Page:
The paper next considers existing legal mechanisms for addressing health disparities, beginning with a brief tour of major federal statutes that have addressed health disparities over time, including Medicare, Medicaid, EMTALA, HIPAA, COBRA, and the ACA. The article describes that the ACA does more to address disparities in health than create near-universal insurance coverage; the Obama Administration also has developed a variety of plans and committees to address enduring health disparities along the lines of race, ethnicity, income, and other factors. In contrast, Wiley highlights certain types of legal incentives and programs designed to encourage healthy behaviors, such as “wellness programs,” which some states have eagerly implemented for their Medicaid programs, and which were encouraged for employers by the ACA. These and other healthy behavior laws often disproportionately penalize the poor for failure to comply with measures that require a health literacy many do not possess. Similarly, Wiley argues, “healthy community” initiatives create tensions for the very communities they are meant to benefit, especially given the industry interests driving food accessibility in low-income neighborhoods. According to Wiley, the dissonant and confusing state of health law reflects the multifarious interests and general perplexity facing lawmakers at all levels who are attempting to address social and other determinants of health.
The idea of health justice then is considered through a three-part framework that facilitates tackling health disparities via mechanisms alternative to traditional market competition and patients’ rights paradigms. To that end, Wiley first recommends broadly defining health law to include all social determinants of health rather than just finance and delivery. Second, she suggests taking a hard look at individual responsibility approaches that may harm the communities they are meant to serve. And third, she proposes implementing interventions that engage communities in designing methods used to address their health disparities rather than simply imposing intermediations. Wiley’s use of social justice theory as a vector to further health care reform and to help reduce disparities is persuasive and important. The theory of “health justice” is such a significant idea that I wished for a cocktail party definition in addition to this complex three-pronged engagement.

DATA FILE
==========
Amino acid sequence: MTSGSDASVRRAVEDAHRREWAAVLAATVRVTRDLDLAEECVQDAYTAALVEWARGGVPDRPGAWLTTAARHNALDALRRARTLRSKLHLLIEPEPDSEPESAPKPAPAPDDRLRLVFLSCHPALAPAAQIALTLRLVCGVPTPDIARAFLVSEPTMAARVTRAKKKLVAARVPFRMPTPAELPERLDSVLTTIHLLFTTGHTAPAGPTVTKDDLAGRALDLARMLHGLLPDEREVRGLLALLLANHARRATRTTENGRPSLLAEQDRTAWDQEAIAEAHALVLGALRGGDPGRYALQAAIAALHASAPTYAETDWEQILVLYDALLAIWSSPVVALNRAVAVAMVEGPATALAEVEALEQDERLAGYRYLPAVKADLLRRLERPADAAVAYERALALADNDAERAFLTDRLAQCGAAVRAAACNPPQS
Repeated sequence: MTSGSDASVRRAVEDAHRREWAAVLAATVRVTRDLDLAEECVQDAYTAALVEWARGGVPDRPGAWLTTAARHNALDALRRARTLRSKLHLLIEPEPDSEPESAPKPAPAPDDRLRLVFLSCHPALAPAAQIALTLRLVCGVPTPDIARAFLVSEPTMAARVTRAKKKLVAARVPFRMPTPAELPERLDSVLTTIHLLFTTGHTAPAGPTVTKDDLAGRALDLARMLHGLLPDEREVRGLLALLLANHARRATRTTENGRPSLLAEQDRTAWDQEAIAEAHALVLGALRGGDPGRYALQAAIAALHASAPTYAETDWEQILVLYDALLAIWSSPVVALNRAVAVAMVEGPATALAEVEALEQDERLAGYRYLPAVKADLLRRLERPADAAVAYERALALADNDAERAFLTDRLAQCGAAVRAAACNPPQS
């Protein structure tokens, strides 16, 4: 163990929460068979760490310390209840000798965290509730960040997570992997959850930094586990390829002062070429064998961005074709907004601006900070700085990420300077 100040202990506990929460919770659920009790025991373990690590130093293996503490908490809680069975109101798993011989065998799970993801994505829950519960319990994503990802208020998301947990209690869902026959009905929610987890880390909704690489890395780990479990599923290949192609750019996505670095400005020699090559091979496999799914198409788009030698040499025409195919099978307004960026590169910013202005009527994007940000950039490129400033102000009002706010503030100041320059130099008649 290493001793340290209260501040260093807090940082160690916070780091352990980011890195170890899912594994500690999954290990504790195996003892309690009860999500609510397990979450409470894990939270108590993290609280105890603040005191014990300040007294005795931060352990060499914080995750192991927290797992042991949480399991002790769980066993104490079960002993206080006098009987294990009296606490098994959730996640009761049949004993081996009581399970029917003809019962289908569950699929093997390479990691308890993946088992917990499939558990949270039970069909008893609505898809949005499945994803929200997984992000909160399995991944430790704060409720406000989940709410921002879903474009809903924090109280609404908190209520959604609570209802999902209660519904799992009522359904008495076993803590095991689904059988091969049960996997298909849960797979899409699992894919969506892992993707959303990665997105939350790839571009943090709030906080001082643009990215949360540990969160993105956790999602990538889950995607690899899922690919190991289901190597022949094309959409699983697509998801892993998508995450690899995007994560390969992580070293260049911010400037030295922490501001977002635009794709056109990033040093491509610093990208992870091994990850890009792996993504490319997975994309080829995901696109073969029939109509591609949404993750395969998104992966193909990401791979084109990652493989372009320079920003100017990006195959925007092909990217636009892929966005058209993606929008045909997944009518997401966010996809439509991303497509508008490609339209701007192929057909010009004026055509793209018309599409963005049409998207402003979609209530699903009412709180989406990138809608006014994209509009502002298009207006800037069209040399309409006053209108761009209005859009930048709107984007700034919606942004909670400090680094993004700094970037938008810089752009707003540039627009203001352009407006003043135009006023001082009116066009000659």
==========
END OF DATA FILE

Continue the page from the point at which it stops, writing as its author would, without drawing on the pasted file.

Perhaps a future project could also incorporate work on vulnerability theory, which relates strongly to social justice themes and could further strengthen the argument that the old paradigms do not account for enough of the human condition to facilitate health justice. Vulnerability theory adds to the critiques of “market justice” and individual rights advanced in this article by further underlining the state’s responsibility for improving health based in the notion that all citizens are vulnerable, and in similar ways. Like health justice, vulnerability theory rejects the limited individual pursuit of rights-based equality, and it complements the normative themes in the paper.
Professor Wiley has made an important contribution just by, as she stated, “start[ing] a conversation” about health justice and how it can fit into the debate about health care policy in America. The constellation of factors that she names address both individual and communal health, and health disparities will only be defeated through such comprehensive catalysts for change. While moves such as expanding Medicaid and leveling insurance accessibility are key steps toward eliminating health disparities, they are only pieces in a larger puzzle. I look forward to Professor Wiley’s further development of the health justice principle to help complete that puzzle.